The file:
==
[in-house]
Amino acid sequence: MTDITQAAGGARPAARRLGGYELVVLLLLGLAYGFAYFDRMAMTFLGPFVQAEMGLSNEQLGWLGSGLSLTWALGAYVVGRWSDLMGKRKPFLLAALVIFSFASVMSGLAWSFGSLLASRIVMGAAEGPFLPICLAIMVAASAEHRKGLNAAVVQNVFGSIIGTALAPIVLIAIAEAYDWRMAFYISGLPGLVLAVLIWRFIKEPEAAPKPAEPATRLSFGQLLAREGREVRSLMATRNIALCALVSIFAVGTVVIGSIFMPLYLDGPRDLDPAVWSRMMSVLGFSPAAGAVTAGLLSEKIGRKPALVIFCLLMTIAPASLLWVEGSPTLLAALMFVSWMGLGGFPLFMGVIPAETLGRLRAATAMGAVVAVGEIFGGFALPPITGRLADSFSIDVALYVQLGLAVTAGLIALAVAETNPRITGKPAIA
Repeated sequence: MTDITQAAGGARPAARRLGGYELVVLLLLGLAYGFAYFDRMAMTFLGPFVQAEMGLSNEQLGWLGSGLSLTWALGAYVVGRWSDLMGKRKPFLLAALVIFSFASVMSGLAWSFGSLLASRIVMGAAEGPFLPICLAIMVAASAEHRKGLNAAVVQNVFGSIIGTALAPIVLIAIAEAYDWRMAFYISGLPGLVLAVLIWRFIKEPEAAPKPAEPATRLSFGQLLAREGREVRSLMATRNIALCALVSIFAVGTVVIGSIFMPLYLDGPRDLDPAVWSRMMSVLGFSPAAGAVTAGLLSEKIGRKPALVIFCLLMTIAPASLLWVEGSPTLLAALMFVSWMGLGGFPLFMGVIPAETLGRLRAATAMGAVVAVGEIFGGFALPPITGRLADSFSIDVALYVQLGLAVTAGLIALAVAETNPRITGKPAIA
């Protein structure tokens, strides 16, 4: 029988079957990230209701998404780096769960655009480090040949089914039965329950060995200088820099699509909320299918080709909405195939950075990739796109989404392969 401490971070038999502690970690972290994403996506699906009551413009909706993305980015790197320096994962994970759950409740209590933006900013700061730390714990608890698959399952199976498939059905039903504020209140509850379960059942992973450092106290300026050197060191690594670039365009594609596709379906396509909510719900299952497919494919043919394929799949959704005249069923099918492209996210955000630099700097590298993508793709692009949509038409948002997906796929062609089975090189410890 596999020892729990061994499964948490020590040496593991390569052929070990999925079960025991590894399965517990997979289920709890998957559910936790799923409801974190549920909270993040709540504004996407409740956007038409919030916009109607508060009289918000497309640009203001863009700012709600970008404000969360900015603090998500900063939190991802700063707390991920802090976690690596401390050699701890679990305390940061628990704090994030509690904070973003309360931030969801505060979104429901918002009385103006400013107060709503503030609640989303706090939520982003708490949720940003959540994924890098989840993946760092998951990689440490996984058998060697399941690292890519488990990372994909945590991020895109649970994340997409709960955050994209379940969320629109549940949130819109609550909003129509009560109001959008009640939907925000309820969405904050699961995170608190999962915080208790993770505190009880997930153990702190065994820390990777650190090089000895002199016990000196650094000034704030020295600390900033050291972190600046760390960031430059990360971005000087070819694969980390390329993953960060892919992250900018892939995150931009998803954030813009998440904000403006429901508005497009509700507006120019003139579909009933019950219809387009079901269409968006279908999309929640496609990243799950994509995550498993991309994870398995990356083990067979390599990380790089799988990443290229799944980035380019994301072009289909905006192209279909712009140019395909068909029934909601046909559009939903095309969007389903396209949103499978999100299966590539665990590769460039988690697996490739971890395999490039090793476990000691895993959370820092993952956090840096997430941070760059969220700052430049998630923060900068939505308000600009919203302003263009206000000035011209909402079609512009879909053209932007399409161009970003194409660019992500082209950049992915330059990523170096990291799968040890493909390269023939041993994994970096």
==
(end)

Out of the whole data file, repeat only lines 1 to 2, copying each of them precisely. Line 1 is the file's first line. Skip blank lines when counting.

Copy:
[in-house]
Amino acid sequence: MTDITQAAGGARPAARRLGGYELVVLLLLGLAYGFAYFDRMAMTFLGPFVQAEMGLSNEQLGWLGSGLSLTWALGAYVVGRWSDLMGKRKPFLLAALVIFSFASVMSGLAWSFGSLLASRIVMGAAEGPFLPICLAIMVAASAEHRKGLNAAVVQNVFGSIIGTALAPIVLIAIAEAYDWRMAFYISGLPGLVLAVLIWRFIKEPEAAPKPAEPATRLSFGQLLAREGREVRSLMATRNIALCALVSIFAVGTVVIGSIFMPLYLDGPRDLDPAVWSRMMSVLGFSPAAGAVTAGLLSEKIGRKPALVIFCLLMTIAPASLLWVEGSPTLLAALMFVSWMGLGGFPLFMGVIPAETLGRLRAATAMGAVVAVGEIFGGFALPPITGRLADSFSIDVALYVQLGLAVTAGLIALAVAETNPRITGKPAIA